Jazz Education is particularly well-suited to assess the education theory in regards to audience development. The reason for this is that before the 1960s, jazz was not a regular or common feature of the education system, but by the 1970s (after the founding of the National Association of Jazz Educators in 1968), high school and university jazz programs were proliferating all across the US and Canada. By the 1980s, Jazz Education had grown tremendously. Here are some statistics from Jazz In America:
- More than 500,000 high school and college students were involved in jazz activities.
- Over 500 colleges were offering jazz-related courses for credit.
- More than 70% of America’s 30,000 junior and senior high schools had at least one stage band or jazz ensemble.
- There were approximately 300 summer camp programs that included jazz.
- Approximately 250 school jazz festivals were being presented each year, some attracting as many as 200 school jazz ensembles.
It’s hard to then claim that the government and the education system (and private donors who have helped to fund university and other programs) haven’t done enough. Hundreds of millions (possibly billions) have been spent on jazz education since 1970, but those untold sums did not deliver a sustainable jazz audience. The education theory as it pertains to jazz is a failure in terms of its ability to generate an audience base for the music.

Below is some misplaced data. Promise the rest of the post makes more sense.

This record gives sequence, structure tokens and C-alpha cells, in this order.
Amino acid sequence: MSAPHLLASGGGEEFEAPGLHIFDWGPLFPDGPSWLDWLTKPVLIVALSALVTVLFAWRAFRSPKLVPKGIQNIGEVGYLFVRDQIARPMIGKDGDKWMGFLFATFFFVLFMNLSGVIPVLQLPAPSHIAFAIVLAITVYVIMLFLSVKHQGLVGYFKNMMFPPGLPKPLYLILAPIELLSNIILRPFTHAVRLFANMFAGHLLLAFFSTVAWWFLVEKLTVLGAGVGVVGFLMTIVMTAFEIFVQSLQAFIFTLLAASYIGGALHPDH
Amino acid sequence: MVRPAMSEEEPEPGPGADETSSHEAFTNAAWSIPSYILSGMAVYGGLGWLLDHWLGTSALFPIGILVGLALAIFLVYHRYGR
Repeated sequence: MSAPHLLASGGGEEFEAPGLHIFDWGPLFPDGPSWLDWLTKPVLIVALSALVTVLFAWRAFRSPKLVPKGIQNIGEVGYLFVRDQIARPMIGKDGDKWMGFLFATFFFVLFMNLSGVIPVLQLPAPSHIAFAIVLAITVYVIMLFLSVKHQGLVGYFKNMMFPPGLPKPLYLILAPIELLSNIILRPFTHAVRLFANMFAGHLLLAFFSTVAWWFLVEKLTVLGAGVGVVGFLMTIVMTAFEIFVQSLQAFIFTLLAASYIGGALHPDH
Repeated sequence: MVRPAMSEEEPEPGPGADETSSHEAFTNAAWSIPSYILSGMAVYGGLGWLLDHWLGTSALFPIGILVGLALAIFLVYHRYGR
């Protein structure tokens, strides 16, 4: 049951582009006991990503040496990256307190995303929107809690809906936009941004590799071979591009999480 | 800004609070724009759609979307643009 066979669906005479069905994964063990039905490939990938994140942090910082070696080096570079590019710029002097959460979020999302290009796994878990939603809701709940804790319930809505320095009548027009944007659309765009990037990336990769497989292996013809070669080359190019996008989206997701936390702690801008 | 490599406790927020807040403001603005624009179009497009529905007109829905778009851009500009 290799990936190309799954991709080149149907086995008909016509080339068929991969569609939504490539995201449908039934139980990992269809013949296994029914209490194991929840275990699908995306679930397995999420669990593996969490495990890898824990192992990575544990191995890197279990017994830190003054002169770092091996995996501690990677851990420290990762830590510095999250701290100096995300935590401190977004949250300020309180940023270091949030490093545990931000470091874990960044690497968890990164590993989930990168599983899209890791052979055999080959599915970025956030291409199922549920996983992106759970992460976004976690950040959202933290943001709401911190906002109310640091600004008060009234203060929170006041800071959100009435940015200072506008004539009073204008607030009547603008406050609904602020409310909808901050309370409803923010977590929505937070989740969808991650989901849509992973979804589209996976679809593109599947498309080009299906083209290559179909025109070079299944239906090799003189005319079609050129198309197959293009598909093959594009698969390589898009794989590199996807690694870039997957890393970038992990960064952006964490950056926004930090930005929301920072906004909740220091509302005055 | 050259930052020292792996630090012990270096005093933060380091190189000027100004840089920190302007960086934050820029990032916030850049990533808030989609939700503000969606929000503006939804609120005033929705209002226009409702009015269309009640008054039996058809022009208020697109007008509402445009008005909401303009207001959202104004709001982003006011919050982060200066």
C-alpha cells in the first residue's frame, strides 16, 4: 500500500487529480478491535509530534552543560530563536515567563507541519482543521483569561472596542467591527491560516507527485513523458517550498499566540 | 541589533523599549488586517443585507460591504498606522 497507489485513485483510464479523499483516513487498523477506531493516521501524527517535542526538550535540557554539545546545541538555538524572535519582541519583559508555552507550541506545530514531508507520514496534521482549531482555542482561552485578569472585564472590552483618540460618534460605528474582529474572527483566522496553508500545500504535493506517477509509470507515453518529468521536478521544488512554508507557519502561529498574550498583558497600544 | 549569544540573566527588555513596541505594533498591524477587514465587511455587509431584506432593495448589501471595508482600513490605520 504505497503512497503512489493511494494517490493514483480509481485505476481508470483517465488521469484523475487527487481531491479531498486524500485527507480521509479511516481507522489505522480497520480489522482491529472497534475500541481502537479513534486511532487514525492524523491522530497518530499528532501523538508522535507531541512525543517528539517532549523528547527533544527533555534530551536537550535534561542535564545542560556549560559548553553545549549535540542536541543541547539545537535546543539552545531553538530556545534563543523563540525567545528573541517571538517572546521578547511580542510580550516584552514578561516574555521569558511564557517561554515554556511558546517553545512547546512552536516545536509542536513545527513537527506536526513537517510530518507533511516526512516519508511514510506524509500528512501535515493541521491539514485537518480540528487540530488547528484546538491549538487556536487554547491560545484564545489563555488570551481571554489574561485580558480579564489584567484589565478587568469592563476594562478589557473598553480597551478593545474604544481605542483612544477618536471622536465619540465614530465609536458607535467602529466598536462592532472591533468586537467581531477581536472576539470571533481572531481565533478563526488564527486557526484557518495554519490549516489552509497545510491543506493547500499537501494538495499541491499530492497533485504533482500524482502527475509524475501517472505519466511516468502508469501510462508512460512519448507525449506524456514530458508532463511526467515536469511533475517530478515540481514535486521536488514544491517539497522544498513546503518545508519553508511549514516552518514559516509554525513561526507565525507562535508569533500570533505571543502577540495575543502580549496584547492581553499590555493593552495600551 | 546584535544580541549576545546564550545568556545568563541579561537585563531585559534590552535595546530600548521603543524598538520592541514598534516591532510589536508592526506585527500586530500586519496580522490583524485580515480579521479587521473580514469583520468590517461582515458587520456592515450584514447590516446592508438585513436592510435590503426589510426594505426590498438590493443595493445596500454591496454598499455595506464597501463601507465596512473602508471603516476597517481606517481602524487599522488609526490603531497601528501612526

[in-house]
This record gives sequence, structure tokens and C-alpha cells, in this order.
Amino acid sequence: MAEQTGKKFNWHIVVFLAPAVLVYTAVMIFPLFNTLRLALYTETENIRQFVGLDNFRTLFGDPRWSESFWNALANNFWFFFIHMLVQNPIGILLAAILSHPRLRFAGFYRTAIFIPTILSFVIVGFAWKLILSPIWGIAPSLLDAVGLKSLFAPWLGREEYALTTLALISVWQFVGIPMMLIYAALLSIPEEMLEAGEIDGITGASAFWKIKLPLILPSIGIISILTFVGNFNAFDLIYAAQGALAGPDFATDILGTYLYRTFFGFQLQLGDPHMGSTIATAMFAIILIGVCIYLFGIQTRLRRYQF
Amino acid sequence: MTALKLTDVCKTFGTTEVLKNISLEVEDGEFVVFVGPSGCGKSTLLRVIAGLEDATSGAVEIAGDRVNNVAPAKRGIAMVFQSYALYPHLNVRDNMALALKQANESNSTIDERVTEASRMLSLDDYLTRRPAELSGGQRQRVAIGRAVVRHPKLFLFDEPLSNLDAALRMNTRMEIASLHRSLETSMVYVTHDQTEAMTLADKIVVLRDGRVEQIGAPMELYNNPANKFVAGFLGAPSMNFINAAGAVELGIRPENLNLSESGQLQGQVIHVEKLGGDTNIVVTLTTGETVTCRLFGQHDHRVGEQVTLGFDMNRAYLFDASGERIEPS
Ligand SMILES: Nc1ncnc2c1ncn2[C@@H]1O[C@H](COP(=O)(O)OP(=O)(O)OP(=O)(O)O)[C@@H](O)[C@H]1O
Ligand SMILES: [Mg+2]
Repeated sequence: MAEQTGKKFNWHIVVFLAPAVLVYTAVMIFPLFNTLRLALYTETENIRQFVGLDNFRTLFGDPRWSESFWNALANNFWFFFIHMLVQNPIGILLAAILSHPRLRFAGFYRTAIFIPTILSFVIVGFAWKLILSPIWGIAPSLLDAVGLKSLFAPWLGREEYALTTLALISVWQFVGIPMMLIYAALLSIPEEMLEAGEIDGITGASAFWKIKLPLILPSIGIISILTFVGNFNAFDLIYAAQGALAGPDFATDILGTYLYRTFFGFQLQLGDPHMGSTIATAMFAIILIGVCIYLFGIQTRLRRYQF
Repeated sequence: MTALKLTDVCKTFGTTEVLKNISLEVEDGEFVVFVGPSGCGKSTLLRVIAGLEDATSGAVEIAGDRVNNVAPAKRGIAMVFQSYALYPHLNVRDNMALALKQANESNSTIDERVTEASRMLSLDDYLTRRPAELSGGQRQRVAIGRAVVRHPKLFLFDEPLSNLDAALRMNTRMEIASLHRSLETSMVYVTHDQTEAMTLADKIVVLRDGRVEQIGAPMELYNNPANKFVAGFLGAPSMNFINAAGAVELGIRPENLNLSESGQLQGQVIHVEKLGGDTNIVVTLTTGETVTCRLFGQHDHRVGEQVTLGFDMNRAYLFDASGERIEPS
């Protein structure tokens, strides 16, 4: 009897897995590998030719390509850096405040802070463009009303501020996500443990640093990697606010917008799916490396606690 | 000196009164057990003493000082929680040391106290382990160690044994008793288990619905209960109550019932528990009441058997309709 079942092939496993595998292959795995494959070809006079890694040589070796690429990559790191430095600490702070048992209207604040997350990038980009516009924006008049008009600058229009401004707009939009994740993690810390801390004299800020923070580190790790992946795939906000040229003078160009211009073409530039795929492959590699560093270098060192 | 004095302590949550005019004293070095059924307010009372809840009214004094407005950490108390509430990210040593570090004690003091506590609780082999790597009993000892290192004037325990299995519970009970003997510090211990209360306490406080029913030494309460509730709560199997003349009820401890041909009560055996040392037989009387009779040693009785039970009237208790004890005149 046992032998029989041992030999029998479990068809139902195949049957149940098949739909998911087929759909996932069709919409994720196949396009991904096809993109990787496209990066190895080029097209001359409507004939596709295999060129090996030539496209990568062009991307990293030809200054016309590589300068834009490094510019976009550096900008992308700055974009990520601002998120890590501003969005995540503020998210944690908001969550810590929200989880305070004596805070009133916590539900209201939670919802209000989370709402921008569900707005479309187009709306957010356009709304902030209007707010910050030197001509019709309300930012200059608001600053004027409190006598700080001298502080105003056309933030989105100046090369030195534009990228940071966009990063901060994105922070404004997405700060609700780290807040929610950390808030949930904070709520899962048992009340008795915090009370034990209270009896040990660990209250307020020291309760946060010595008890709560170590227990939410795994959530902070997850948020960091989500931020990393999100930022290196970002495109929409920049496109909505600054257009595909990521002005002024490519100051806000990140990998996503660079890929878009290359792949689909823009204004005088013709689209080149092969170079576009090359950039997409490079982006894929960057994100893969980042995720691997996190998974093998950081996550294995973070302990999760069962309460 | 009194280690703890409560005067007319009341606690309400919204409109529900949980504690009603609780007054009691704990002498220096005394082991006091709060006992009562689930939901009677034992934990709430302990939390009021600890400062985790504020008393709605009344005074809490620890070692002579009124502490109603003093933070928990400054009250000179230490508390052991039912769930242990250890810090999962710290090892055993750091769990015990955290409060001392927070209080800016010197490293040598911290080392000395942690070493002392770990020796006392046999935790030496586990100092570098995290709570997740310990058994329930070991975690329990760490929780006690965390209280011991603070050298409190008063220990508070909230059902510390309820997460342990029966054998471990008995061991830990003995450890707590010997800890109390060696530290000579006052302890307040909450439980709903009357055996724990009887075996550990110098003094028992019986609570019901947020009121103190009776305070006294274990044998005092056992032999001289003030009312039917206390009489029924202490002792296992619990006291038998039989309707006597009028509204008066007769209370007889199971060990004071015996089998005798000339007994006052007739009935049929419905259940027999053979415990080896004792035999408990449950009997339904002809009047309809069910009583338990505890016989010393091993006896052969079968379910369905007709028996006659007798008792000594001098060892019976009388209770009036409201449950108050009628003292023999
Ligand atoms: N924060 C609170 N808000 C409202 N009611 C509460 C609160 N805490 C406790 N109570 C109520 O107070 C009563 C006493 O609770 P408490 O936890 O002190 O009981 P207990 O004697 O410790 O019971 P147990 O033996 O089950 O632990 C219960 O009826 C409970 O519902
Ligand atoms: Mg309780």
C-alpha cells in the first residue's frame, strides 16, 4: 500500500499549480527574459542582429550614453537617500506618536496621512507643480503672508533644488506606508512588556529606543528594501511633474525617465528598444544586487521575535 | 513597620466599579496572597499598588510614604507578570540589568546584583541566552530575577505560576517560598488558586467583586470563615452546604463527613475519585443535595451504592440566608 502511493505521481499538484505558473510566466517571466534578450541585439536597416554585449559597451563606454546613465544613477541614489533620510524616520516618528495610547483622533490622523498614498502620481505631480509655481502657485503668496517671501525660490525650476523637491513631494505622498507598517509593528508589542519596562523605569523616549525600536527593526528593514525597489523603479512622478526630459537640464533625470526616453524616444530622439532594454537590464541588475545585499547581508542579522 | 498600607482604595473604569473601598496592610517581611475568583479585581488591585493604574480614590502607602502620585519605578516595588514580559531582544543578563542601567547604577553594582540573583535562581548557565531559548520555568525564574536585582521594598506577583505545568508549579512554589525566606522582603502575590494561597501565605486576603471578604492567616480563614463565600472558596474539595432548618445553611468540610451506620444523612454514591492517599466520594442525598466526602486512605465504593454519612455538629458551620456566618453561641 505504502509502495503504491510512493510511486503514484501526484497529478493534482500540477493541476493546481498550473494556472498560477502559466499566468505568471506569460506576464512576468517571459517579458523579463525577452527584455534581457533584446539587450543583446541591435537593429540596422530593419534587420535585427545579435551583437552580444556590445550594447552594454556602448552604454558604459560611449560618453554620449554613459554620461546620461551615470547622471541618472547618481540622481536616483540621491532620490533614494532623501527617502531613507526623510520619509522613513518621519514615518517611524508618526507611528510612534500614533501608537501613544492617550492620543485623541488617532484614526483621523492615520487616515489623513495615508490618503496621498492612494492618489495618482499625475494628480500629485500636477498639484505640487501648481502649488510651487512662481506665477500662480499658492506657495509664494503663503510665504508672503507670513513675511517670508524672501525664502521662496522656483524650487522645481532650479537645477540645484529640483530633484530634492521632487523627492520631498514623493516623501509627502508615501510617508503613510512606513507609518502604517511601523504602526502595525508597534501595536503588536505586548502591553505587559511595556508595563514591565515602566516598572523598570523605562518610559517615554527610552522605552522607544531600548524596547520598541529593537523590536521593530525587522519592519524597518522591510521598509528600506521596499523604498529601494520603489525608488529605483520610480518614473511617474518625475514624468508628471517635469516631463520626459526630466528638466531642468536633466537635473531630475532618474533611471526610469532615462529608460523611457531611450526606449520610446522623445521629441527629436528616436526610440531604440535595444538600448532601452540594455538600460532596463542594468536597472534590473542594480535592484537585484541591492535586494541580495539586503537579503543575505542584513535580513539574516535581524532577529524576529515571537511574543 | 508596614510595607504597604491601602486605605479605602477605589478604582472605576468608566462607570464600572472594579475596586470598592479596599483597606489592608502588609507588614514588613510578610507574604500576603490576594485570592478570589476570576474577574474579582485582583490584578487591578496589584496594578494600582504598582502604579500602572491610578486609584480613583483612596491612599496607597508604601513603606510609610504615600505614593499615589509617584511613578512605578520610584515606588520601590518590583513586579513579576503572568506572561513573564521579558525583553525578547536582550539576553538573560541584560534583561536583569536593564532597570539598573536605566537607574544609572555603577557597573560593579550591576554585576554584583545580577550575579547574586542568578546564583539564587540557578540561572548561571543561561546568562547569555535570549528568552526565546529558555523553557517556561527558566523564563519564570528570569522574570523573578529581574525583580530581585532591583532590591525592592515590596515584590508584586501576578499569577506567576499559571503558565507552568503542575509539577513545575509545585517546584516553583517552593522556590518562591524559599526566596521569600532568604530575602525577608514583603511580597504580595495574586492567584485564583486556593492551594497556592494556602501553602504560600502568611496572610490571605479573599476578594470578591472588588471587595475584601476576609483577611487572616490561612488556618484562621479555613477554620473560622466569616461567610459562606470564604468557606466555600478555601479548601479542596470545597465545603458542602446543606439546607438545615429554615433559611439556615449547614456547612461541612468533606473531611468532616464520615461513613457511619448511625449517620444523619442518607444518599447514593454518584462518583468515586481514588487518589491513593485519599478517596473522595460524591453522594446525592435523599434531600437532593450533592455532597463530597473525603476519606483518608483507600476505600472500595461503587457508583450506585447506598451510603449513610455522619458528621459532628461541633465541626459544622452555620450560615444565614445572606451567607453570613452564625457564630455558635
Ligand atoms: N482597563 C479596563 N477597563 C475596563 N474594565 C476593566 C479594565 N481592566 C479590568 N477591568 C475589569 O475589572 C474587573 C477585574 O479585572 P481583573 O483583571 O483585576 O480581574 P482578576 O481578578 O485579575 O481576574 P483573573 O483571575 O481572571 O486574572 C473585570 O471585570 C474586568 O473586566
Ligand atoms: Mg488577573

Now, let’s look at attendance at classical music performances. The following graph is part of a 2009 report from the League of American Orchestras which looked at the number of people from seven “generational cohorts” who attended classical music concerts in 2008.
In his blog for the New Yorker, Alex Ross featured this graph in a post entitled The Fatal X which refers to the fact that Gen X has no uptick in participation rates as its members enter their 30s and 40s. The report from the League of American Orchestras describes the situation as follows:
If recent participation trends remain unaddressed, the audience for live classical music could decline by an additional 2.7 million people, or 14%, by 2018, as a result of projected trends in demographic momentum.